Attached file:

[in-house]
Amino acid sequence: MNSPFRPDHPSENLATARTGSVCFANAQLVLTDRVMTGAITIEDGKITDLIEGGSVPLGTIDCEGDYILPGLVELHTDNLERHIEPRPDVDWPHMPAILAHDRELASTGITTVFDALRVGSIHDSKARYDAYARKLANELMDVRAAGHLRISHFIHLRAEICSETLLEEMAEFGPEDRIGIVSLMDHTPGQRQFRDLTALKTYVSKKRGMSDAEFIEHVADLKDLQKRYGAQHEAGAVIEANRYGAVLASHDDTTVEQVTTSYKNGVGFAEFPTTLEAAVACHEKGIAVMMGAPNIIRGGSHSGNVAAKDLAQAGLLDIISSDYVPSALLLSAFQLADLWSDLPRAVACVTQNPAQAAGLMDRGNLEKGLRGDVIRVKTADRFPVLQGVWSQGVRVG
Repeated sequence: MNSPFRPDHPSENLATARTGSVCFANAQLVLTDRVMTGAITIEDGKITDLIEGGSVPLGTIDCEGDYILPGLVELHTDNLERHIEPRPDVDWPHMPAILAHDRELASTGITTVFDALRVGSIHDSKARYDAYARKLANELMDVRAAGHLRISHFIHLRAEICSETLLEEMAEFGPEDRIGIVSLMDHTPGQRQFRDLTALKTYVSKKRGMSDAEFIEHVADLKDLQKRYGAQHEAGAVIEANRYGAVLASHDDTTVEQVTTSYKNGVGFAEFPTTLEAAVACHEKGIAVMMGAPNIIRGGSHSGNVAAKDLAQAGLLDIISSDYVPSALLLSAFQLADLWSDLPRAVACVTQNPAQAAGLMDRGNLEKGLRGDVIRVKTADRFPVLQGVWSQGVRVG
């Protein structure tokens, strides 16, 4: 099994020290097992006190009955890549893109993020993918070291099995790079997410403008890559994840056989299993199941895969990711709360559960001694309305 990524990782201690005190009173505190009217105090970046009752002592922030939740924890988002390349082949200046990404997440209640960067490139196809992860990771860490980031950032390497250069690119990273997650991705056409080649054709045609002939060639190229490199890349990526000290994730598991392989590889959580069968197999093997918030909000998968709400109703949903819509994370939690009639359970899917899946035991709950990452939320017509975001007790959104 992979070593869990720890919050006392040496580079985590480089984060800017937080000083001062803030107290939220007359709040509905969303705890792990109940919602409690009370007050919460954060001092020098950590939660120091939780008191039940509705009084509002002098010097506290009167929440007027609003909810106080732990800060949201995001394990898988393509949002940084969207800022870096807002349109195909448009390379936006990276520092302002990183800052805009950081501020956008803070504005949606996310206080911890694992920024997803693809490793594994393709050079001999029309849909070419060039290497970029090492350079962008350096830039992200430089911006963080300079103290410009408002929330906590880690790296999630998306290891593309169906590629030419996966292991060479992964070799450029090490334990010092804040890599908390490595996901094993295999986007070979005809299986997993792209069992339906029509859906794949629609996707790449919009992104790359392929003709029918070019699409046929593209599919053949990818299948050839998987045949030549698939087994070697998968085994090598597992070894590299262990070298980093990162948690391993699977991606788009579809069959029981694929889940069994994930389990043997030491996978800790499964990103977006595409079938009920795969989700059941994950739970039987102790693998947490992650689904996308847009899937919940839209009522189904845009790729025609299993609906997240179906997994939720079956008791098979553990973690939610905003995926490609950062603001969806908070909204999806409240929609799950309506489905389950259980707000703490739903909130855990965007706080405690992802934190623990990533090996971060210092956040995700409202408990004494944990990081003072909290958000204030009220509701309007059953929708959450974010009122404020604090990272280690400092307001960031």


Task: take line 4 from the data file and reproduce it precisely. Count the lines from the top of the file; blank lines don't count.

């Protein structure tokens, strides 16, 4: 099994020290097992006190009955890549893109993020993918070291099995790079997410403008890559994840056989299993199941895969990711709360559960001694309305 990524990782201690005190009173505190009217105090970046009752002592922030939740924890988002390349082949200046990404997440209640960067490139196809992860990771860490980031950032390497250069690119990273997650991705056409080649054709045609002939060639190229490199890349990526000290994730598991392989590889959580069968197999093997918030909000998968709400109703949903819509994370939690009639359970899917899946035991709950990452939320017509975001007790959104 992979070593869990720890919050006392040496580079985590480089984060800017937080000083001062803030107290939220007359709040509905969303705890792990109940919602409690009370007050919460954060001092020098950590939660120091939780008191039940509705009084509002002098010097506290009167929440007027609003909810106080732990800060949201995001394990898988393509949002940084969207800022870096807002349109195909448009390379936006990276520092302002990183800052805009950081501020956008803070504005949606996310206080911890694992920024997803693809490793594994393709050079001999029309849909070419060039290497970029090492350079962008350096830039992200430089911006963080300079103290410009408002929330906590880690790296999630998306290891593309169906590629030419996966292991060479992964070799450029090490334990010092804040890599908390490595996901094993295999986007070979005809299986997993792209069992339906029509859906794949629609996707790449919009992104790359392929003709029918070019699409046929593209599919053949990818299948050839998987045949030549698939087994070697998968085994090598597992070894590299262990070298980093990162948690391993699977991606788009579809069959029981694929889940069994994930389990043997030491996978800790499964990103977006595409079938009920795969989700059941994950739970039987102790693998947490992650689904996308847009899937919940839209009522189904845009790729025609299993609906997240179906997994939720079956008791098979553990973690939610905003995926490609950062603001969806908070909204999806409240929609799950309506489905389950259980707000703490739903909130855990965007706080405690992802934190623990990533090996971060210092956040995700409202408990004494944990990081003072909290958000204030009220509701309007059953929708959450974010009122404020604090990272280690400092307001960031």